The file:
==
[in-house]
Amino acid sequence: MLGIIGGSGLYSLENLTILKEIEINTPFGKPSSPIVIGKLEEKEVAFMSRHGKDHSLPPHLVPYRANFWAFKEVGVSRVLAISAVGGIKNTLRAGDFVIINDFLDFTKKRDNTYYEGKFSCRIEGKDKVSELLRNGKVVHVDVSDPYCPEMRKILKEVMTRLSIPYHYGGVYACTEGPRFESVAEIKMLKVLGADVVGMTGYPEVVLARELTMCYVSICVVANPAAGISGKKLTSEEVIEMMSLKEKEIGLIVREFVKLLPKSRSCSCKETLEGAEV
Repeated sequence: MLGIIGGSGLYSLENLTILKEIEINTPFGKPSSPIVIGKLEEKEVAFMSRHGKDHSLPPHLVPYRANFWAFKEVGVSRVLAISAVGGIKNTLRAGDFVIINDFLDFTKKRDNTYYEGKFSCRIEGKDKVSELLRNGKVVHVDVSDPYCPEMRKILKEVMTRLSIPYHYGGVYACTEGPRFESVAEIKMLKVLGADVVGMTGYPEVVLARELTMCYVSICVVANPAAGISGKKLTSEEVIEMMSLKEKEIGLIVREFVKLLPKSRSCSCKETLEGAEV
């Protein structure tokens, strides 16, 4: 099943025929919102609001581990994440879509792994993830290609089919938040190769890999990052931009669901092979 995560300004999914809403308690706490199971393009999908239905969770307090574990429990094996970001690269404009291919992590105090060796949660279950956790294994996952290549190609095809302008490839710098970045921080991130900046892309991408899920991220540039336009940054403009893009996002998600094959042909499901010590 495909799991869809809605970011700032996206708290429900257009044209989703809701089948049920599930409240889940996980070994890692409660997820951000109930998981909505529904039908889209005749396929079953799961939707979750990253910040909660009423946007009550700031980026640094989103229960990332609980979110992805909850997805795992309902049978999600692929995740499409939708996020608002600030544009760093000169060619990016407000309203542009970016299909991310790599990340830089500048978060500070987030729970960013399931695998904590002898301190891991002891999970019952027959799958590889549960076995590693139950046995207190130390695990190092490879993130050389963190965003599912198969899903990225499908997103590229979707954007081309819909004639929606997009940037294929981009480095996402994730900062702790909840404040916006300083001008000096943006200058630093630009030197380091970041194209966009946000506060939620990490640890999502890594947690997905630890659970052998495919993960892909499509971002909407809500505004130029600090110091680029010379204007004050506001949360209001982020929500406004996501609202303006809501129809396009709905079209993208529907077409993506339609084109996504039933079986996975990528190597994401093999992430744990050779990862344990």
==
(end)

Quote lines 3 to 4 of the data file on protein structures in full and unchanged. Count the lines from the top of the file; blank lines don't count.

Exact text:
Repeated sequence: MLGIIGGSGLYSLENLTILKEIEINTPFGKPSSPIVIGKLEEKEVAFMSRHGKDHSLPPHLVPYRANFWAFKEVGVSRVLAISAVGGIKNTLRAGDFVIINDFLDFTKKRDNTYYEGKFSCRIEGKDKVSELLRNGKVVHVDVSDPYCPEMRKILKEVMTRLSIPYHYGGVYACTEGPRFESVAEIKMLKVLGADVVGMTGYPEVVLARELTMCYVSICVVANPAAGISGKKLTSEEVIEMMSLKEKEIGLIVREFVKLLPKSRSCSCKETLEGAEV
């Protein structure tokens, strides 16, 4: 099943025929919102609001581990994440879509792994993830290609089919938040190769890999990052931009669901092979 995560300004999914809403308690706490199971393009999908239905969770307090574990429990094996970001690269404009291919992590105090060796949660279950956790294994996952290549190609095809302008490839710098970045921080991130900046892309991408899920991220540039336009940054403009893009996002998600094959042909499901010590 495909799991869809809605970011700032996206708290429900257009044209989703809701089948049920599930409240889940996980070994890692409660997820951000109930998981909505529904039908889209005749396929079953799961939707979750990253910040909660009423946007009550700031980026640094989103229960990332609980979110992805909850997805795992309902049978999600692929995740499409939708996020608002600030544009760093000169060619990016407000309203542009970016299909991310790599990340830089500048978060500070987030729970960013399931695998904590002898301190891991002891999970019952027959799958590889549960076995590693139950046995207190130390695990190092490879993130050389963190965003599912198969899903990225499908997103590229979707954007081309819909004639929606997009940037294929981009480095996402994730900062702790909840404040916006300083001008000096943006200058630093630009030197380091970041194209966009946000506060939620990490640890999502890594947690997905630890659970052998495919993960892909499509971002909407809500505004130029600090110091680029010379204007004050506001949360209001982020929500406004996501609202303006809501129809396009709905079209993208529907077409993506339609084109996504039933079986996975990528190597994401093999992430744990050779990862344990």